Do I dare write a column celebrating 40 years of writing this column? “Why not?” I answer, striking the power pose. I’ve put in my 10,000-plus-plus hours. I’ve become an expert in healthy living, not to mention time spent on healthy dying, a booming industry just now coming about. I’ve done other things in my professional life – from winning Emmys for a sports and adventure series to co-hosting a dueling-TV-critics show a la Siskel and Ebert – but no work I’ve done has the track record of this old thing, the longest-running syndicated fitness column in America.s.


Longevity counts. Happy anniversary to me. When I created Energy Express, my full-time job was writing features and reviewing TV, film and theater for the Chicago Tribune. All the medical columns in newspapers were about headache cures and hemorrhoids. Fitness was just beginning to creep into the consciousness of the nation, right up there with CB radio and needlepoint. It was 1976. Jane Fonda was going for the burn, jumping jacks were in style, only tough guys belonged to gyms, and yoga and tofu were considered interchangeable terms.

Things have changed – so much so, I decided to interview my own most personal trainer for the past many decades. That would be me.

Q: What’s the single biggest change you’ve seen in fitness in the last 40 years?

A: That’s impossible. Ask me something else.

Q: Coward?

A: OK, then. Fitness isn’t just about exercise anymore. It’s evolved into something much grander and more important. These days, fitness is all about living a healthier, happier, more balanced, more loving life, taking into account the powerful mind-body connection, which was not taken seriously in 1976.

Forty years ago (yes, I was just learning to tie my shoes), “healthy lifestyle” wasn’t even an expression. Now it’s a multibillion-dollar industry that includes fitness trackers, glow-in-the-dark athletic shoes and the Lake Nona project, an entirely new theme park city in – you’ll never guess – Orlando, created around the concept of “wellness.” Rumor has it that Minnie and Donald are shopping for a condo.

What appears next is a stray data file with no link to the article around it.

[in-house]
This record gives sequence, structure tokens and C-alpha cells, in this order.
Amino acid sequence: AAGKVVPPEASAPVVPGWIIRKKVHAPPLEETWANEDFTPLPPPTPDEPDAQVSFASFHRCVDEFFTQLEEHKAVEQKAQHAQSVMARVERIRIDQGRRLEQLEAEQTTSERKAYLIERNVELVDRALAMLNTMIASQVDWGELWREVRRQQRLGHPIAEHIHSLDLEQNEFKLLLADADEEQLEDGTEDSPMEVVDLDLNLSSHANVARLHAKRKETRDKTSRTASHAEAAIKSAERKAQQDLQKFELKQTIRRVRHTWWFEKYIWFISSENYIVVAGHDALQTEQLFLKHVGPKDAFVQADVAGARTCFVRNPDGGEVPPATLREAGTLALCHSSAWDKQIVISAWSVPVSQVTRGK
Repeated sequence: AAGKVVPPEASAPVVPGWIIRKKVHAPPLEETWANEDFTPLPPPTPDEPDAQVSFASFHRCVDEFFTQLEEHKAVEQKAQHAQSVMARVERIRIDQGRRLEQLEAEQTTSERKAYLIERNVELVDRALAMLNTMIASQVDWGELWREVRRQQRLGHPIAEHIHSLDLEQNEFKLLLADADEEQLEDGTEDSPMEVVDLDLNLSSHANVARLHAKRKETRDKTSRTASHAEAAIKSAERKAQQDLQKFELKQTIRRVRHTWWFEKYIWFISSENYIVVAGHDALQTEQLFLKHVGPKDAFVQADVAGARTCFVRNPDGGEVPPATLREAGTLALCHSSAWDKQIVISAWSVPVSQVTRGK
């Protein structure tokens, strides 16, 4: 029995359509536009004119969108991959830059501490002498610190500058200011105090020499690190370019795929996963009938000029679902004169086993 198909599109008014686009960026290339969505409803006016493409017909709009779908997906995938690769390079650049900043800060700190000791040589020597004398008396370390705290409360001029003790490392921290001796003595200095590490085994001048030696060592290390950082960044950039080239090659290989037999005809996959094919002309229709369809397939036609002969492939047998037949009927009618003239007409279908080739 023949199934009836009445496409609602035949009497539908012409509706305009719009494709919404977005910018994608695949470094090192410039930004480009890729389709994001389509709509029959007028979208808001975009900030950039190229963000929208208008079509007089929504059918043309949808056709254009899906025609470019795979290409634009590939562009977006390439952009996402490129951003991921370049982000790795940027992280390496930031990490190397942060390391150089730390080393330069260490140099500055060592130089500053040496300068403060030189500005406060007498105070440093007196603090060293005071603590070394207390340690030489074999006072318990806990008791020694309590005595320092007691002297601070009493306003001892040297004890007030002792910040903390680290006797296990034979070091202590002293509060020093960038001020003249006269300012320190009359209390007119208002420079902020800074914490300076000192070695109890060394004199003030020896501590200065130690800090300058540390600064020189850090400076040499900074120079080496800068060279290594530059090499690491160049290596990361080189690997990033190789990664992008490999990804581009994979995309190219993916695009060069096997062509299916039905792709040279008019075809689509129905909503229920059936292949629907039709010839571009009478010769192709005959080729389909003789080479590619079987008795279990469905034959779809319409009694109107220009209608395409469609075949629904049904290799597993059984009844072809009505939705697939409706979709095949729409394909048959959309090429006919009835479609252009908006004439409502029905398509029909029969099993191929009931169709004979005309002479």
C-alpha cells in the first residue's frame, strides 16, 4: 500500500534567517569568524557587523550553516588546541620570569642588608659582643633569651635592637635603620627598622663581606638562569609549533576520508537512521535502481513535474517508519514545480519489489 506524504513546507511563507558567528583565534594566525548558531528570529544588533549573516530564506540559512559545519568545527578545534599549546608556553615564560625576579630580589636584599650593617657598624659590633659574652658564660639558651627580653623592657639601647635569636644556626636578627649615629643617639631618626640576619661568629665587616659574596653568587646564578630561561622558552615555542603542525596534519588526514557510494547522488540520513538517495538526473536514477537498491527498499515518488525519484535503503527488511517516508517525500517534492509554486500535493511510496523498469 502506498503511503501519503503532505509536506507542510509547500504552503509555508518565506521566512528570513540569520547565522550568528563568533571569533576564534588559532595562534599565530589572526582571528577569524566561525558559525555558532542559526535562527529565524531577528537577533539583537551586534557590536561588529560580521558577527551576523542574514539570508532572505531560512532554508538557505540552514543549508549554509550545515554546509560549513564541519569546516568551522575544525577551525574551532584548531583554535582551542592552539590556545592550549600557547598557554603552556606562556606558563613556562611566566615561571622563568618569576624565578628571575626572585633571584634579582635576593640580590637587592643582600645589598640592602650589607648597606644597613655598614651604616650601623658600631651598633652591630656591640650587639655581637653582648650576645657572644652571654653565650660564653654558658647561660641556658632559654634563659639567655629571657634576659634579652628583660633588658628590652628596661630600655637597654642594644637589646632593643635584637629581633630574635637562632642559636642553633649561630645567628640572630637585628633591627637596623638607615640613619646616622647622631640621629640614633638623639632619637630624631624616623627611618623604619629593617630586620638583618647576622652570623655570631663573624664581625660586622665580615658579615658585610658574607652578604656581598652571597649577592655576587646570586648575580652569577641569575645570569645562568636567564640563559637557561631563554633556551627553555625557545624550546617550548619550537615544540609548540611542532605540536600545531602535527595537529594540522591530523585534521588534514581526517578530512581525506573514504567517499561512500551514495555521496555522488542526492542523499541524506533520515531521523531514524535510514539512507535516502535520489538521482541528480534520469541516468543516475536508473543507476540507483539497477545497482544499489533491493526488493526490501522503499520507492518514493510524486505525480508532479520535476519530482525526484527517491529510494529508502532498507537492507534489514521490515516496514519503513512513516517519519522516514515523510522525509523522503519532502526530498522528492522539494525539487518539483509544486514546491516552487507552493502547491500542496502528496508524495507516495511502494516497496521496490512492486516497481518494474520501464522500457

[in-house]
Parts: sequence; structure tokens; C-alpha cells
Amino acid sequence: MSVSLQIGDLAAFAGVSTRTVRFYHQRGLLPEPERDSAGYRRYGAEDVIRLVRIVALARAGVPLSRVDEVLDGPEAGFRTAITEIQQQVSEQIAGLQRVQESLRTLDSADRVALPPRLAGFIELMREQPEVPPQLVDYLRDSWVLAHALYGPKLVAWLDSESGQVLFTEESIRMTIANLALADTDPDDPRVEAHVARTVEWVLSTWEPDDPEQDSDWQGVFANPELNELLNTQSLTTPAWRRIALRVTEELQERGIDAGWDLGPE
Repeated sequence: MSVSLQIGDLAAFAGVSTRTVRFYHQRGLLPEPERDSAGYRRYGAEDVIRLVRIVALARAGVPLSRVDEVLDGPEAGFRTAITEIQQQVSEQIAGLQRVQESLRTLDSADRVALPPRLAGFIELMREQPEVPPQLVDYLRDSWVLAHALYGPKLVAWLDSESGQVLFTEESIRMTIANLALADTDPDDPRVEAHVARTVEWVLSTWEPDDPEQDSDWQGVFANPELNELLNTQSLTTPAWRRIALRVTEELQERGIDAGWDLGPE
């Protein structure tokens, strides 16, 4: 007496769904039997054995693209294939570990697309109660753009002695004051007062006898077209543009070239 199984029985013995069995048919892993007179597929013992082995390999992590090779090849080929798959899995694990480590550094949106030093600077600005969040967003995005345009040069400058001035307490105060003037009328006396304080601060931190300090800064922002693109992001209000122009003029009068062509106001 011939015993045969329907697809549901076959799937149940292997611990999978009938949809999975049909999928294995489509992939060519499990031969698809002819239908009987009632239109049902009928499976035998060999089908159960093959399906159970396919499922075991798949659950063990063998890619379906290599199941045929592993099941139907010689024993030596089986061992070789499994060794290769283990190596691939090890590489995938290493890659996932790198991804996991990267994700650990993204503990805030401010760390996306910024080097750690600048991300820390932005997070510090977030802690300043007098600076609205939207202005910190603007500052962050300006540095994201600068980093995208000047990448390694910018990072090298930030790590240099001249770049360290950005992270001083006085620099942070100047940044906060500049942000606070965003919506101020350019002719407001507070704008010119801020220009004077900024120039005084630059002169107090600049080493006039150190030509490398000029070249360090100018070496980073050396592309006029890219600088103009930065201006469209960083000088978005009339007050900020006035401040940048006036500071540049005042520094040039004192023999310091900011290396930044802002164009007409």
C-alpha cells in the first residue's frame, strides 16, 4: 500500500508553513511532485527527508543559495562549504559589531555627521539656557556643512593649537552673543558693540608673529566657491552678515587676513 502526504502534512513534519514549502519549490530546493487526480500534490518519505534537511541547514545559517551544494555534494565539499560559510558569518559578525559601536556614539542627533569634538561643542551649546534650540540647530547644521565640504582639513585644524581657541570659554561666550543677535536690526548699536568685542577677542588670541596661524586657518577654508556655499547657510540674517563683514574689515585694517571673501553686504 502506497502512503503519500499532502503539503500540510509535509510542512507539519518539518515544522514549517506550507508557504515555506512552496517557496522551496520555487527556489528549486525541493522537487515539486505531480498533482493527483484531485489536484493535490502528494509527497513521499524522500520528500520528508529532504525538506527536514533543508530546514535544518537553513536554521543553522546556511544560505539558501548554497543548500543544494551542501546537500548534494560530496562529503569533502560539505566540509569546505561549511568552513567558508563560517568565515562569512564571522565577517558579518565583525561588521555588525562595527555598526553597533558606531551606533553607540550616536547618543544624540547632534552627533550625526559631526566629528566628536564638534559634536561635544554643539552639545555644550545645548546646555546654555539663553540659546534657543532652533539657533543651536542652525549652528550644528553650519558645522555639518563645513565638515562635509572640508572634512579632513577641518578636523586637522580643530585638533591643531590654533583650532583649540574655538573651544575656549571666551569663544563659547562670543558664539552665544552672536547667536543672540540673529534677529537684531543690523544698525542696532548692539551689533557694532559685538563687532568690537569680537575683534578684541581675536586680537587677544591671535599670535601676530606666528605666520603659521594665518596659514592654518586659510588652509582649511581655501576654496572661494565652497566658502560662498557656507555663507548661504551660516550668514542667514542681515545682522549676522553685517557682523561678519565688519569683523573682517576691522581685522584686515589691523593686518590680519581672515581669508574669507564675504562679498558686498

Over the years, I’ve seen wellness and fitness fuse into one, emphasizing physical exercise, mental clarity, smart eating, strength training, relaxation, stress reduction, adventure travel, yoga and tofu and almost everything sold at Whole Foods. Organic is everywhere. As for jumping jacks, forget it. It turns out they can really screw up your back.

Q:  Should everyone exercise?

A: No! Only women and men and girls and boys who want to feel better, live longer, have more energy and fewer reasons to complain. Everyday physical activity – in modest amounts, enough to get the heart pumping and the joy juices flowing – helps you navigate the path to a healthier, happier, longer and more joyful life. Period, the end.

Q: So why did they nearly stop all P.E. classes in schools all across the country?

A: Crazy child abusers! This is one of the most sickening developments in the last 40 years. What we have done to our children! It’s no wonder that school kids are fatter, more troubled and more likely to have heart disease, diabetes and attention problems. We took away their gym time, force-fed them all sorts of toxic food and drinks, and now we sit back and watch the drug companies sell kids sleeping pills, digestive aids and antidepressants in record numbers. I pray it doesn’t take another 40 years to untangle the mess.

Q: Why do sound angry?

A:  Let’s just say deeply disappointed. Because anger is one of those negative emotions that take us down the lesser path of pimples or low back pain – depending on your age.

Q: What are the three best fitness trends of the past 40 years?

A. Just three? That’s torture. There is so much to celebrate. One, the profound connection between body and mind is mainstream now. Two, millions of people are open to healing therapies that include the best of the East and the West. Three, girls and women have every opportunity to soar – in sports, in life, in spite of the patriarchy that has normalized gender bias. But I digress.

Q: No problem. Shall we continue next month?

A: Absolutely. I’m on a roll.

MARILYNN PRESTON is the creator of Energy Express, the longest-running syndicated fitness column in the country. She has a website, marilynnpreston.com, and welcomes reader questions, which can be sent to MyEnergyExpress@aol.com.